Illinois lame-duck legislative session: Education bills you might have missed

Illinois State Capitol Building with Abraham Lincoln statue and a clear blue sky.

Illinois lawmakers focused their short lame-duck session on passing an assault weapons ban, expanding reproductive rights, and increasing their salaries. But several important education bills are also headed to the governor’s desk for approval.

Lawmakers returned to the state’s capitol last week to push through several major bills before new and returning lawmakers were inducted into office Wednesday afternoon. 

Legislators passed an assault weapons ban that would immediately prevent the sale and distribution of assault weapons, high-capacity ammunition magazines, and switches that convert handguns into assault weapons once signed into law; a bill expanding reproductive rights by protecting abortion providers and out-of-state visitors seeking abortion; and a bill that included a 16% salary increase for lawmakers, raising wages to $85,000.

Among the education bills passed was one that focused on the state’s bus driver shortage. When students returned to the classrooms during the 2021-22 school year, many districts struggled to hire bus drivers to transport students to and from school. In Chicago, students with disabilities were hit the hardest. Throughout Illinois, students in rural communities or areas that do not have a public transportation system struggled to get to school. 

Sen. Karina Villa’s bill, D-West Chicago, HB 1688, will establish an initial training and annual refresher course for drivers providing transportation to students in vehicles that can carry 10 or fewer students. The measure calls on the Secretary of State and the Illinois State Board of Education to develop the training.

“Accessible transportation to and from school is important to provide to our students,” Villa said in a press release. “This bill will help provide transportation to our students by clarifying confusing training requirements for bus drivers of vehicles or different sizes.”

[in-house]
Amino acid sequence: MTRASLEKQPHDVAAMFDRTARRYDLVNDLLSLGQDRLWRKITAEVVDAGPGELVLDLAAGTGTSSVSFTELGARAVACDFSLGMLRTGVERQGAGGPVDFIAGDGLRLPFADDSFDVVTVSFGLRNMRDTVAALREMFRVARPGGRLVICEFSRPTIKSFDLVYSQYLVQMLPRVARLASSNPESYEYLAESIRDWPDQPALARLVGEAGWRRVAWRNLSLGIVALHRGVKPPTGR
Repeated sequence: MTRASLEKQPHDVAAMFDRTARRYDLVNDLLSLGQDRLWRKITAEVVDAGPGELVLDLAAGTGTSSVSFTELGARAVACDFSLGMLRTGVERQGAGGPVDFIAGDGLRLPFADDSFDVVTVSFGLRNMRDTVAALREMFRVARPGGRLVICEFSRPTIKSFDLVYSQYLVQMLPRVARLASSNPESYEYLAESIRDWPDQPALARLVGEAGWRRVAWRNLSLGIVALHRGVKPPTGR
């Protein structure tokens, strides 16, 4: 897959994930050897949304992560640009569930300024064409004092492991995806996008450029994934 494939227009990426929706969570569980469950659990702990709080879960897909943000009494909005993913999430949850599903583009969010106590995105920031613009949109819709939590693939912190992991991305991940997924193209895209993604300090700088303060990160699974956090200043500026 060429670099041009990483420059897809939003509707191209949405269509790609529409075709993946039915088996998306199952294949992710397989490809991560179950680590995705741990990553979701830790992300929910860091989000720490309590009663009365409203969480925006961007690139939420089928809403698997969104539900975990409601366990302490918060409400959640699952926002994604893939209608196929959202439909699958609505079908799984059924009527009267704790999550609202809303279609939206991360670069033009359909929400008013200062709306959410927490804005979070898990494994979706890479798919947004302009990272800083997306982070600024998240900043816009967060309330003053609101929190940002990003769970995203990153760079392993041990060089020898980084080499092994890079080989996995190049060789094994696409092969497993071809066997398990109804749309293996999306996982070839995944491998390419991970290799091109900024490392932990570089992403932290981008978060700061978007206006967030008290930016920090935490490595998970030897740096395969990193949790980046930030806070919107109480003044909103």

Sen. Cristina Pacione Zayas, D-Chicago, advocated for a bill passed during session that will increase transparency between Chicago Public Schools and local school councils when filling a principal vacancy at a school. Currently, local school councils are responsible for hiring and evaluating principals. Pacione Zayas’ bill will allow local school councils to have access to the district’s hiring pool, ask the district to create criteria for why a candidate is not eligible, and allow due process for principal candidates who do not advance to the next hiring stage.

A bill that will give Chicago principals and assistant principals collective bargaining rights but prohibits them from going on strike awaits Gov. J.B. Pritzker’s approval. For years, Chicago principals could not negotiate over workplace concerns because state law considered them managerial employees. HB 5107 changes the state definition to district employees who have significant roles in bargaining union contracts or creates management policies and practices.

With new and returning lawmakers taking office and the spring legislative session starting today, there is already buzz around addressing literacy in Illinois, creating voting districts for Chicago’s elected school board, and increasing funding for early childhood and K-12 schools in the state’s budget. 

Samantha Smylie is the state education reporter for Chalkbeat Chicago, covering school districts across the state, legislation, special education, and the state board of education. Contact Samantha at

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